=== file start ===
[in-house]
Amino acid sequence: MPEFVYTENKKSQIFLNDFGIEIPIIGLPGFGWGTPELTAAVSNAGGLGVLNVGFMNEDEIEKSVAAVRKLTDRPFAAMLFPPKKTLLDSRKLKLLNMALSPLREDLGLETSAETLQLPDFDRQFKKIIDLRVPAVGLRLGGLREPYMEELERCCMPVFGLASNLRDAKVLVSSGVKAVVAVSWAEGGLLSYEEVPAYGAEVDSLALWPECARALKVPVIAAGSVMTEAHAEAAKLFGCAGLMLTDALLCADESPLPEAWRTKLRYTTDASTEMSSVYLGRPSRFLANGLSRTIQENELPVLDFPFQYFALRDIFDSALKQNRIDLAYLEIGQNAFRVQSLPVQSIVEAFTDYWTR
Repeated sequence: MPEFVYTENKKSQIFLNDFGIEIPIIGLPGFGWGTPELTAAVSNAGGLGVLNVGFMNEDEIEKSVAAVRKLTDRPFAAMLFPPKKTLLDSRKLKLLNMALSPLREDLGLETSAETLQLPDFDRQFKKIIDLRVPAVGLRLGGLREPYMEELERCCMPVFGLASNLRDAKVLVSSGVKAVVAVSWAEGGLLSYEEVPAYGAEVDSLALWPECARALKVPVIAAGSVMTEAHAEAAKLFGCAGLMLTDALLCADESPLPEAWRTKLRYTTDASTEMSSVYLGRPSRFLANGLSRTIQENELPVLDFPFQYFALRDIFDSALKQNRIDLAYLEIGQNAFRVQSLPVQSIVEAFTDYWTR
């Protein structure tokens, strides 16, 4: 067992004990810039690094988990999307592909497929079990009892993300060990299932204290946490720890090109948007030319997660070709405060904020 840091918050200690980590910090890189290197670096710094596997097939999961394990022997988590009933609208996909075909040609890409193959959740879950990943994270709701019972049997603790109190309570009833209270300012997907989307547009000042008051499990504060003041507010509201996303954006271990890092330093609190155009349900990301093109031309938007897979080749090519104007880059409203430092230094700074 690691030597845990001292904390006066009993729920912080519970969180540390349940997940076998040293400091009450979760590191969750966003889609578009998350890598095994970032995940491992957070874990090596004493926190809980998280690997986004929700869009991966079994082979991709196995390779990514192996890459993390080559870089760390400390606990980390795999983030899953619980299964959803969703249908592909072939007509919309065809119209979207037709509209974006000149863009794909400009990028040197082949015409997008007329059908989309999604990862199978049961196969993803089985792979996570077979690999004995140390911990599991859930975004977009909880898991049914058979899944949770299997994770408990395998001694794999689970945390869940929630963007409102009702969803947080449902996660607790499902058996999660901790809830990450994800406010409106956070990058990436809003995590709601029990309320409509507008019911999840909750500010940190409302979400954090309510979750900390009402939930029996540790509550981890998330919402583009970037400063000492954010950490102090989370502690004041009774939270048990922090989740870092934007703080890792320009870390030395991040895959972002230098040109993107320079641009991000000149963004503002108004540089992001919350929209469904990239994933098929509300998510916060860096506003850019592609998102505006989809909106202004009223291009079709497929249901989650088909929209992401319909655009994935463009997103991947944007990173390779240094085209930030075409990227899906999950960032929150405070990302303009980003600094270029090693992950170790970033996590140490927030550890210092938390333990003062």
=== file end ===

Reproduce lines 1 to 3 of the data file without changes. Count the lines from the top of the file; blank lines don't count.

[in-house]
Amino acid sequence: MPEFVYTENKKSQIFLNDFGIEIPIIGLPGFGWGTPELTAAVSNAGGLGVLNVGFMNEDEIEKSVAAVRKLTDRPFAAMLFPPKKTLLDSRKLKLLNMALSPLREDLGLETSAETLQLPDFDRQFKKIIDLRVPAVGLRLGGLREPYMEELERCCMPVFGLASNLRDAKVLVSSGVKAVVAVSWAEGGLLSYEEVPAYGAEVDSLALWPECARALKVPVIAAGSVMTEAHAEAAKLFGCAGLMLTDALLCADESPLPEAWRTKLRYTTDASTEMSSVYLGRPSRFLANGLSRTIQENELPVLDFPFQYFALRDIFDSALKQNRIDLAYLEIGQNAFRVQSLPVQSIVEAFTDYWTR
Repeated sequence: MPEFVYTENKKSQIFLNDFGIEIPIIGLPGFGWGTPELTAAVSNAGGLGVLNVGFMNEDEIEKSVAAVRKLTDRPFAAMLFPPKKTLLDSRKLKLLNMALSPLREDLGLETSAETLQLPDFDRQFKKIIDLRVPAVGLRLGGLREPYMEELERCCMPVFGLASNLRDAKVLVSSGVKAVVAVSWAEGGLLSYEEVPAYGAEVDSLALWPECARALKVPVIAAGSVMTEAHAEAAKLFGCAGLMLTDALLCADESPLPEAWRTKLRYTTDASTEMSSVYLGRPSRFLANGLSRTIQENELPVLDFPFQYFALRDIFDSALKQNRIDLAYLEIGQNAFRVQSLPVQSIVEAFTDYWTR